Commentary: Work to stop rising nicotine addiction among teenagers

FILE - This Thursday, Dec. 20, 2018 file photo shows a Juul electronic cigarette starter kit at a smoke shop in New York. According to letters released on Friday, Feb. 8, 2019, the head of the Food and Drug Administration is questioning whether electronic cigarette maker Juul and its new partner Altria are following through on pledges to help reverse the current epidemic of underage vaping. (AP Photo/Seth Wenig)

Since 2013, Utah youth experimentation with and use of e-cigarettes has more than doubled. After years of consistent declines in teenage smoking rates, nicotine use among young people has sharply increased due to the rise in popularity of the e-cigarette.

The new foes — electronic cigarettes and products such as JUUL — are luring millions of middle and high school students into nicotine addiction, and the Surgeon General has even gone so far as to call the rising use among teens a national epidemic.

E-cigarettes deliver nicotine through an aerosol, often referred to as vapor, which contains varying amounts of toxic chemicals that have been linked to cancer, as well as to respiratory and heart disease. Popularly known as “vaping,” use of e-cigarettes skyrocketed with the introduction of JUUL, a small device that resembles a USB flash drive, making it easy to conceal.

In Utah, one in 10 eighth-, 10th- and 12th-graders is vaping, and nearly one in four eighth-, 10th- and 12th-graders has experimented with e-cigarettes.

Vaping may have serious long-term consequences for our young people. The nicotine in both e-cigarettes and other tobacco products can harm the developing adolescent brain, particularly those areas that control attention, learning, mood and impulse control.

On their packaging, e-cigarette companies often use flashy, colorful designs and eye-catching imagery that have been shown to grab the attention of younger people. Additionally, these companies target youth by producing a wide variety of sweet and savory flavors, such as grape, mint and bubblegum, that can make teens view vaping as something more akin to the consumption of candy than to the consumption of potentially harmful, addictive chemicals. One study found that 84 percent of youth would not use e-cigarettes and other tobacco products if they were not flavored.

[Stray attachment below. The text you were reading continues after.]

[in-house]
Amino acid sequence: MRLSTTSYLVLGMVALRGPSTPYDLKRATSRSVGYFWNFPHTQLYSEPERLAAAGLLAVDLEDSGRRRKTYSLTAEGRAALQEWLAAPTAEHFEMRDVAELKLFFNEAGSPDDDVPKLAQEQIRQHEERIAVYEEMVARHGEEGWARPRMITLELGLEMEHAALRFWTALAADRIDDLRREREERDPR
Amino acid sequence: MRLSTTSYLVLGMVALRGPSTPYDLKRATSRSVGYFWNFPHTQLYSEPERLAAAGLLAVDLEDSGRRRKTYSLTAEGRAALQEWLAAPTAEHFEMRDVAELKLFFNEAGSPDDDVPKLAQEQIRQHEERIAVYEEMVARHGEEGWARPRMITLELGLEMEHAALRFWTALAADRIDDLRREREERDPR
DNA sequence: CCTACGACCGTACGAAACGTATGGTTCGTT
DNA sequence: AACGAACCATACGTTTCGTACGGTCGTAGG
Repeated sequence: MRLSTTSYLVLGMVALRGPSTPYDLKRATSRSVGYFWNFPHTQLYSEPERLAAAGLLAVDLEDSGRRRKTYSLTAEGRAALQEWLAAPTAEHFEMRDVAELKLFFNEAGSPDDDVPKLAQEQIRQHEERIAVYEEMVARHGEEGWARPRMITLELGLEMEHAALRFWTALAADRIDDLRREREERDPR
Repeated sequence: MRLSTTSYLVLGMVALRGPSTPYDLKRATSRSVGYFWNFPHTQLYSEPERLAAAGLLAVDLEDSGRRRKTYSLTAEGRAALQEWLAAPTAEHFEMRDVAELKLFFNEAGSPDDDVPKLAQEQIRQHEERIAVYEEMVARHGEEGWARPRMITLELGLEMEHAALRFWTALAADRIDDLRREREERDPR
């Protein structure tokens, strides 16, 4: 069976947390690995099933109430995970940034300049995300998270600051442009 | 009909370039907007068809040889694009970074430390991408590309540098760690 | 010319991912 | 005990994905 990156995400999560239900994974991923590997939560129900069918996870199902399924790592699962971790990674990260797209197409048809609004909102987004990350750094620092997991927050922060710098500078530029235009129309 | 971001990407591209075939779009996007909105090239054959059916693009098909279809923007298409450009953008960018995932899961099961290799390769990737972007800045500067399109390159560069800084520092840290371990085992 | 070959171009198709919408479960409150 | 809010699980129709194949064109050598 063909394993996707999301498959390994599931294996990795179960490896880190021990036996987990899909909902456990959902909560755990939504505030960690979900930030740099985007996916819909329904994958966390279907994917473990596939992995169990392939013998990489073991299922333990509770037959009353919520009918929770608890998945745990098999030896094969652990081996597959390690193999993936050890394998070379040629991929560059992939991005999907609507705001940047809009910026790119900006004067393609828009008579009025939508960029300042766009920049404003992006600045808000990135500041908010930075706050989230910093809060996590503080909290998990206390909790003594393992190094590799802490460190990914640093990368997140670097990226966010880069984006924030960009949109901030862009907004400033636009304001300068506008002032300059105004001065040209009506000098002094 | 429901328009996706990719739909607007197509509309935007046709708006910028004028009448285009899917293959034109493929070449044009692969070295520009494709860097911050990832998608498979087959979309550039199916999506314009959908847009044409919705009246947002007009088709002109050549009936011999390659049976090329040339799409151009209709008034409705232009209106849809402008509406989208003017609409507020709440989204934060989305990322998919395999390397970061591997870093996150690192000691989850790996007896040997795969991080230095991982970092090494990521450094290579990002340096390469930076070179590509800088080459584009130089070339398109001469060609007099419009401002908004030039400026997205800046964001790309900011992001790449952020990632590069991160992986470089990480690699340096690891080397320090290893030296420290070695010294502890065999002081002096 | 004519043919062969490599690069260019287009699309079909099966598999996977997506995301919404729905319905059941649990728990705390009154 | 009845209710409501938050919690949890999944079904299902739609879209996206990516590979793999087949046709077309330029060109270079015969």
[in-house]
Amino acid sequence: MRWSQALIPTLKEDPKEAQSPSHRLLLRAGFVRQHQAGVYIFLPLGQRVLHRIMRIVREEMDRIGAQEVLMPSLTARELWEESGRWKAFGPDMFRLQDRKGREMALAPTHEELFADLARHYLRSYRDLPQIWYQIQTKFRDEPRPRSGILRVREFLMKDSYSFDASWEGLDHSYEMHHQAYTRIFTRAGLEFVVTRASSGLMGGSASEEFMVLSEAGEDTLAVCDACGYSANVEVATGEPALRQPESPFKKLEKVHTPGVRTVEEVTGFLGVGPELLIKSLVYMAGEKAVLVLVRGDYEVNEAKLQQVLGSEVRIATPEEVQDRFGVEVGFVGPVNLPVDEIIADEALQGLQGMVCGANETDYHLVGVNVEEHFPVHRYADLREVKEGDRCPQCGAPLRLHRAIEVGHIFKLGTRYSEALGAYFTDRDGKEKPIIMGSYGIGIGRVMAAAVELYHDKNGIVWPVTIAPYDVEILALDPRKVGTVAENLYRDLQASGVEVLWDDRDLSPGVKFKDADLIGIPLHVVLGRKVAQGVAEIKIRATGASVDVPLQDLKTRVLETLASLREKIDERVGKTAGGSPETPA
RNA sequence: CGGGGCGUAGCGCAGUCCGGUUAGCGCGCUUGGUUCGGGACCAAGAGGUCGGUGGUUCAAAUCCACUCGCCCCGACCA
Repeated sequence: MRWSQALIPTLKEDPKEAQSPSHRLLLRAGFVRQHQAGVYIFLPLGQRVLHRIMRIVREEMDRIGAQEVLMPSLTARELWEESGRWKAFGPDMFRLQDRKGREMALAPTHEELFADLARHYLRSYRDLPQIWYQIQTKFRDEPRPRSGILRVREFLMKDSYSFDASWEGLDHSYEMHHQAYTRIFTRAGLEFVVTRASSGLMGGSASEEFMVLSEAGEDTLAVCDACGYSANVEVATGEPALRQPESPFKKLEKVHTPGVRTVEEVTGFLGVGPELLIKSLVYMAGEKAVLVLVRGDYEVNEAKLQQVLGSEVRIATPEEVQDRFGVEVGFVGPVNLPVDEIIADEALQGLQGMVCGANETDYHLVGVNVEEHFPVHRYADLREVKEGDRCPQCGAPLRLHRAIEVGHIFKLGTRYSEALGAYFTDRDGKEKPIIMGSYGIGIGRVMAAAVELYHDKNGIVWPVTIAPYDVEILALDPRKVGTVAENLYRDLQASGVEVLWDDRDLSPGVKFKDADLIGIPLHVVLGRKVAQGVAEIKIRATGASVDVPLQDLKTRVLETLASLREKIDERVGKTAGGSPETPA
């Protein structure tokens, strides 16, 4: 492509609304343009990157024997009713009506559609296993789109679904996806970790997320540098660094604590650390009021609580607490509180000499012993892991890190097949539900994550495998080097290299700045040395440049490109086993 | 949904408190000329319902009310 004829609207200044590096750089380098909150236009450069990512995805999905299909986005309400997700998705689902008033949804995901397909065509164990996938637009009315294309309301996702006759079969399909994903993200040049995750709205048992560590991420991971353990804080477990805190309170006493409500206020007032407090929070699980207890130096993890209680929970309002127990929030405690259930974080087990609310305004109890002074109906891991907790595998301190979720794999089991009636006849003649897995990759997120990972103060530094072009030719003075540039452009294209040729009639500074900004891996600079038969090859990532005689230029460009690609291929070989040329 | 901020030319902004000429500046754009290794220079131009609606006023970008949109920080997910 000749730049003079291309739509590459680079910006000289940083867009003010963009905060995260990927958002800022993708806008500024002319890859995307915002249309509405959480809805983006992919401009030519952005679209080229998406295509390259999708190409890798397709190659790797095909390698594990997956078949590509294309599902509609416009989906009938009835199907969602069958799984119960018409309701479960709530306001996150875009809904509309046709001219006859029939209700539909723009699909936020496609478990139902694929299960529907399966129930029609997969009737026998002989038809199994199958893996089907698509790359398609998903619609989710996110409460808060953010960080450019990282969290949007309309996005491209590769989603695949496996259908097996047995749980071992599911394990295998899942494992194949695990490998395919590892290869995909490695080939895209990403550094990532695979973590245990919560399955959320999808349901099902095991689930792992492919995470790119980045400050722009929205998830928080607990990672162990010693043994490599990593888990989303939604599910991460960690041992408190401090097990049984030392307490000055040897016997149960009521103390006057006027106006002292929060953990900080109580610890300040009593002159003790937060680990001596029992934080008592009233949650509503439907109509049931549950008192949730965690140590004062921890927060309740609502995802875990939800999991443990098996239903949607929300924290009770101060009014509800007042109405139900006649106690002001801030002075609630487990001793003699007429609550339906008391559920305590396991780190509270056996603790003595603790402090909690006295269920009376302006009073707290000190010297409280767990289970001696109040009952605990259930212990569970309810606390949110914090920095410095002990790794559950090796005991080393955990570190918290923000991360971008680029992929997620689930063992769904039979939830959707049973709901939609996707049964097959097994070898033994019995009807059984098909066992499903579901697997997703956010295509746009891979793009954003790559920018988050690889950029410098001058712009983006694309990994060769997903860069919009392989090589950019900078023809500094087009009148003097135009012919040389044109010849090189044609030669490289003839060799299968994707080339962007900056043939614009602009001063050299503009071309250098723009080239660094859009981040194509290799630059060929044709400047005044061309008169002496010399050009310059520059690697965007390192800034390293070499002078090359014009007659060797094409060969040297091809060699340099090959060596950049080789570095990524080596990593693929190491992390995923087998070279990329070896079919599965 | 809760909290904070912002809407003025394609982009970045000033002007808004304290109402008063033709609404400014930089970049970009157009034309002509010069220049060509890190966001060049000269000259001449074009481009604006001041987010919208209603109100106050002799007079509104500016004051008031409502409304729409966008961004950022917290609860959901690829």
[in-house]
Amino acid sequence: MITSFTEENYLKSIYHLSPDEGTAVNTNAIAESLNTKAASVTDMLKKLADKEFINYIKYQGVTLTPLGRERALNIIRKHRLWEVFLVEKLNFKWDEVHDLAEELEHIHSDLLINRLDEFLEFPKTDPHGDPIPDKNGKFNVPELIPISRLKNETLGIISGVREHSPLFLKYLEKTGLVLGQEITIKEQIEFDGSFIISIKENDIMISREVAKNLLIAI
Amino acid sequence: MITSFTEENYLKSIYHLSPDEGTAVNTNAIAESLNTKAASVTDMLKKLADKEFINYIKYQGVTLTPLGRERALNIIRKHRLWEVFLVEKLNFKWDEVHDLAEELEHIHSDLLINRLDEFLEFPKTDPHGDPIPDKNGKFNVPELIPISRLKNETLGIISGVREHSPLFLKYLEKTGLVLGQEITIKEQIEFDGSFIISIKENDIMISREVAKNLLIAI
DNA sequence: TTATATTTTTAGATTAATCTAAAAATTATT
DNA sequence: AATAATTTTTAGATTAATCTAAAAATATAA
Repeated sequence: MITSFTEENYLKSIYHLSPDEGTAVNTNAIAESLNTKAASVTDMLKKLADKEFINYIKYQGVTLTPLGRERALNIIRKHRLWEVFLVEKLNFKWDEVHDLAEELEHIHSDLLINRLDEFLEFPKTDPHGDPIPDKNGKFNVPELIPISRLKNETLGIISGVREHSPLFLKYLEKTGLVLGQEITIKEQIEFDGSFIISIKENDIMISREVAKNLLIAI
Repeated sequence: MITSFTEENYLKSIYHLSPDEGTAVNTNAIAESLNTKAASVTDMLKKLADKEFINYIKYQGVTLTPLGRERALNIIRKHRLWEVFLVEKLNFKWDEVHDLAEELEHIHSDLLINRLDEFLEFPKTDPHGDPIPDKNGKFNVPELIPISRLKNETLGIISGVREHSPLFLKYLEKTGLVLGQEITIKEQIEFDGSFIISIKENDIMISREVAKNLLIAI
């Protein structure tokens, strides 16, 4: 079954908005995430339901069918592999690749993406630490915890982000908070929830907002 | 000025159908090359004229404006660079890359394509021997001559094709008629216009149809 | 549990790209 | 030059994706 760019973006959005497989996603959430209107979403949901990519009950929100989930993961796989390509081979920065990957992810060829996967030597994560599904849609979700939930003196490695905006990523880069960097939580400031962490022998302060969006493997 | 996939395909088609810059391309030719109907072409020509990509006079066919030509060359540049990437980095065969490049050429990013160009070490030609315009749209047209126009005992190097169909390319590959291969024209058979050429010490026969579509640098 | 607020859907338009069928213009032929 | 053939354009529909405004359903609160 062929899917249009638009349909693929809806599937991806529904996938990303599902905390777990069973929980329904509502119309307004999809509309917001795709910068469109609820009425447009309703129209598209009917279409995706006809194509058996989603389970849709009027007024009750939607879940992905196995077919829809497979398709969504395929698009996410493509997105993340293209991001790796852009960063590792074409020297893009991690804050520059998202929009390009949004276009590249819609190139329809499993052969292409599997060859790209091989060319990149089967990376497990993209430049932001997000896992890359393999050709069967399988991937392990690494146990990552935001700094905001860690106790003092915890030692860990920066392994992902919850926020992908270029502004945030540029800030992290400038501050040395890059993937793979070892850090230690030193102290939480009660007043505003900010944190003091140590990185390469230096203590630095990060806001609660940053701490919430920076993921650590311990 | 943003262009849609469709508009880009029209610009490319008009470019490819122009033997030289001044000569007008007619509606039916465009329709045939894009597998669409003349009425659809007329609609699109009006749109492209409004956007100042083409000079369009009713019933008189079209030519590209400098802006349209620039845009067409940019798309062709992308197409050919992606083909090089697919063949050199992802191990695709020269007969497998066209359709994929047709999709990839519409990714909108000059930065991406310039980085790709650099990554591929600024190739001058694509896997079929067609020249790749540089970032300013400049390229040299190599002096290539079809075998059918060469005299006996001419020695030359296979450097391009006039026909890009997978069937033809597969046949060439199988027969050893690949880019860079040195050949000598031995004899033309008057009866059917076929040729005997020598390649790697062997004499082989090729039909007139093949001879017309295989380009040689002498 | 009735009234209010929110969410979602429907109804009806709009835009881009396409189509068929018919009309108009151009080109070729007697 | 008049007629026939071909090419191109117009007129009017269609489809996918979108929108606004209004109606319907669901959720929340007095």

Until recently, e-cigarette companies marketed their products everywhere: on billboards, over the radio, and on social media platforms, such as Instagram, Twitter, Facebook and YouTube. But these companies have now come to realize that such extensive marketing campaigns are no longer necessary, as youth have begun to use their own social media to promote e-cigarette products, essentially becoming brand ambassadors for the very companies that are getting them addicted to nicotine

Once again, we are calling on the FDA and our state Legislature to regulate e-cigarettes as rigidly as it regulates other tobacco products. For every 20 high school students in your community, three are currently using e-cigarettes. We must all help Utah’s youth resist the peer pressure that frequently pushes them to experiment with e-cigarettes. It’s an uphill battle, but by working with families, schools and communities, we can fight back. Maximize impact, Utah, support stronger restrictions on flavored electronic cigarette products and limit access for kids.

Sarah Woolsey, M.D. family medicine, and Michael Measom, M.D., addiction medicine, are members of the Utah Tobacco Free Alliance